F1 teams could use some creative "trickery" to make the most of the new technical regulations which will come into force for the upcoming season, a McLaren engineer has said.
The hybrid era, which began in 2014, has been almost entirely dominated by Mercedes, with Max Verstappen becoming the first driver not employed by the Silver Arrows to win the title in that time.
Red Bull joined Mercedes last season in being well ahead of the rest of the pack in terms of the capabilities of their cars.
But the new rules for the 2022 campaign will, it is hoped, shake up the order and lead to more teams battling for pole positions, race wins and perhaps even the world championship.
Those rules will lead to some major changes in the way the cars look, with larger wheel rims and new lower-profile tyres, revamped aerodynamics and more simplified front and rear wings.
There has been much discussion about rear wings in particular, especially as the controversial drag reduction system will still be in use for 2022.
Testing to make sure rear wings are compliant with the new rules are also set to become more stringent, particularly in light of Lewis Hamilton 's wing in Brazil last year which was found to be illegal.
McLaren technical director James Key has discussed the focus on elasticity among engineers across the paddock, with teams hoping to use it to get an edge over their rivals while still passing the more ruthless tests.
"I think the sensitivities around elastics certainly have changed," Key said, per the Independent.
"It's well understood that from the regulations that have been discussed of late with how to better manage flexible… I shouldn't say flexible components, but components that can flex and make a difference is probably more accurate.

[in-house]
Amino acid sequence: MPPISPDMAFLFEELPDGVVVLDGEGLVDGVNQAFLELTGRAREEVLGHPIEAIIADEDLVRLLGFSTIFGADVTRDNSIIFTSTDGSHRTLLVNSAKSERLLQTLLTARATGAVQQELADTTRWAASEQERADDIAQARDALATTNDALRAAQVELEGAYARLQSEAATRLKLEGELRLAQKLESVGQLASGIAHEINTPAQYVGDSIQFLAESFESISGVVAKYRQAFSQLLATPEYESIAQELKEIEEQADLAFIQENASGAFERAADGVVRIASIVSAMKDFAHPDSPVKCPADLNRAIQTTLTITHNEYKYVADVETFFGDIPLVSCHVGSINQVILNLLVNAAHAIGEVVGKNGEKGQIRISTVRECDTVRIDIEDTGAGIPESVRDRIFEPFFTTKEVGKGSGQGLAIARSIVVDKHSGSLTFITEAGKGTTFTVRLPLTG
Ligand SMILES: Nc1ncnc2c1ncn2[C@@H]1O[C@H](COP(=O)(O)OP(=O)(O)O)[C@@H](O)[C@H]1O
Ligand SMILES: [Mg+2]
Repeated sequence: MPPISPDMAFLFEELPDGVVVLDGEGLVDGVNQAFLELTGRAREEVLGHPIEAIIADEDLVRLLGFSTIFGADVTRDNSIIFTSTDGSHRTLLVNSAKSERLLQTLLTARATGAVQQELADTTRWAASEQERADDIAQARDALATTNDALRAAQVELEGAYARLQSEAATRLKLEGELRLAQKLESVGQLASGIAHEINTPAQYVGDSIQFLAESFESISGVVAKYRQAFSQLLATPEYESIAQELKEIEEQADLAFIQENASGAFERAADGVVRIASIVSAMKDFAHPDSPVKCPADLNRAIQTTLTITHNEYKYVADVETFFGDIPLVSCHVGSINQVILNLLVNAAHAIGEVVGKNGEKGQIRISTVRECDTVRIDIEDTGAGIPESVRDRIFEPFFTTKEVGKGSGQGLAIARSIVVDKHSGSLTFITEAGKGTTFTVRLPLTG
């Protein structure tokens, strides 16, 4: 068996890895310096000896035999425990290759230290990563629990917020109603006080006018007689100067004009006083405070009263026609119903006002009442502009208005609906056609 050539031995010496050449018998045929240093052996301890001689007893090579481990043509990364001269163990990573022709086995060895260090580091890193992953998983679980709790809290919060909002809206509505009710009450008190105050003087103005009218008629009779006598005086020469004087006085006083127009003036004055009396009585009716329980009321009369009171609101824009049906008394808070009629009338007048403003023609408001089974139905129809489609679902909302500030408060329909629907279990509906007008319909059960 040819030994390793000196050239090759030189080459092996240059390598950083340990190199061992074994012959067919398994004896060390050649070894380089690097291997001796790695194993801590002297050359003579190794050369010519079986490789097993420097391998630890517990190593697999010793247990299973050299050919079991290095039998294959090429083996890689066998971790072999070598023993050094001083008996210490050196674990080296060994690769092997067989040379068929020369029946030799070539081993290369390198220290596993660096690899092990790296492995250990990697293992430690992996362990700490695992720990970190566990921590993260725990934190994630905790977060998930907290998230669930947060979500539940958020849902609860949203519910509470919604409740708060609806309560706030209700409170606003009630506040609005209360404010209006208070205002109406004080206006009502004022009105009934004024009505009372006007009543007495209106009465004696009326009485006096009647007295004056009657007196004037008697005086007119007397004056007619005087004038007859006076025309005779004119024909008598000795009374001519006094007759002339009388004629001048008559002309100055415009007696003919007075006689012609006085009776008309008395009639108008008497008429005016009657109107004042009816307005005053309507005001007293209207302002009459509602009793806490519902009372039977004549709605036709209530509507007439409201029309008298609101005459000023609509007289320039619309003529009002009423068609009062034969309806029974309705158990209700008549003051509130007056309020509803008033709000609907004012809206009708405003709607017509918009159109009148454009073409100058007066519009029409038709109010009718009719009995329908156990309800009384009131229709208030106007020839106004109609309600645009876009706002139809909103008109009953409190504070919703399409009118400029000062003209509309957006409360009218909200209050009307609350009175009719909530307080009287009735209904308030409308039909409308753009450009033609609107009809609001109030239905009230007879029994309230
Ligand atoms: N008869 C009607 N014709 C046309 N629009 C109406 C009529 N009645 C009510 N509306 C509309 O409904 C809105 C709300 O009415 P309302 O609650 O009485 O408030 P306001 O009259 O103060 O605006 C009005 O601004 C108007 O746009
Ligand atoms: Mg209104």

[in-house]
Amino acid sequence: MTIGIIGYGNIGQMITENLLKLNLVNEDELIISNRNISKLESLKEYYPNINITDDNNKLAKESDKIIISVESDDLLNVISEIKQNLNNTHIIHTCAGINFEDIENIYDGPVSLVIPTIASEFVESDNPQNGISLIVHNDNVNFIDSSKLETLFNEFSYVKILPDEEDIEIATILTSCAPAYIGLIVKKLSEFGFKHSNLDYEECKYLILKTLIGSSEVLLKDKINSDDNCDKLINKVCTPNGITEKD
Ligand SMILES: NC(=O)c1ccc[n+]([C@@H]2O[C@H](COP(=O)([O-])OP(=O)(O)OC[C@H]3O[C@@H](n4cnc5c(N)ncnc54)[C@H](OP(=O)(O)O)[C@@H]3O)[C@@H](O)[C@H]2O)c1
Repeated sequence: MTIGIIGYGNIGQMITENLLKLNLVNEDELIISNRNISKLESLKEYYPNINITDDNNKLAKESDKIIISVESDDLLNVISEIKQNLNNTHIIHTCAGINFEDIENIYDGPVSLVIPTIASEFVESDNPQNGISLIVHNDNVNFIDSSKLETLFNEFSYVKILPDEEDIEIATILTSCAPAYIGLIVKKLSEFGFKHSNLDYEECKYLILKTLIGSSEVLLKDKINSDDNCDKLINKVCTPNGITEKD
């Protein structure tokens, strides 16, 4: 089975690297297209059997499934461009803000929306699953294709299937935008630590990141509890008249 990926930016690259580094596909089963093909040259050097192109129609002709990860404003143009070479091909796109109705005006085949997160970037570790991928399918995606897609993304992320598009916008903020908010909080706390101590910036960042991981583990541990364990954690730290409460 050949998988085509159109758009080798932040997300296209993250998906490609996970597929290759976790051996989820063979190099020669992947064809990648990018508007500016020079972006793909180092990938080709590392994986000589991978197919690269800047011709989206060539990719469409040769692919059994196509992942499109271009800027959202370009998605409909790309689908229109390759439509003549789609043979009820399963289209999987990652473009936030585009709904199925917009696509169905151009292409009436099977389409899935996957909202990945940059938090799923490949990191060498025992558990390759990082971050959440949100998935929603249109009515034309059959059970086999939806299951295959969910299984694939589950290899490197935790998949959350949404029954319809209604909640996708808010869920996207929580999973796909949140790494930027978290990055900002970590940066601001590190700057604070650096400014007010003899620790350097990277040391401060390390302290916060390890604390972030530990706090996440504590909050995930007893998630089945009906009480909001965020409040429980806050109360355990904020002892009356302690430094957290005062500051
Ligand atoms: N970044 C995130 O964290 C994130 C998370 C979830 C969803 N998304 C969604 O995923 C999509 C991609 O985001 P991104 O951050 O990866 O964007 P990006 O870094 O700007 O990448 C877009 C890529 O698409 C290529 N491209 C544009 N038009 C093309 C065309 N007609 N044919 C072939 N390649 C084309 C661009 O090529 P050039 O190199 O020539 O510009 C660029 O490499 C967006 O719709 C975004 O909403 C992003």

"Some of the tests are more stringent I think so the rear wing tests, for example, will be a little bit tougher. Some of the things that have happened earlier in the year have carried through into '22 and I think there is a lot of attention being paid to that.
"Front wings similarly, and the front wing in '22 is a massive thing but it has still got a stringent set of guidelines on stiffness. So I think there will always be a few tricks to play but I don’t think there's going to be something easy to exploit there."
Key went on to say team will be doing what they can to get the most out of their rear wings in this way.
But the McLaren engineer also warned that there has to be proper regulation in this area, or there could well be controversies and ill-feeling down the line.
"There are various new tools to play with in 2022. It will probably become some sort of issue I'm sure, but it's not something that the teams or the FIA are ignoring," Key added.
"It's a fairly clear area where we need to be careful to regulate correctly."
Source: Read Full Article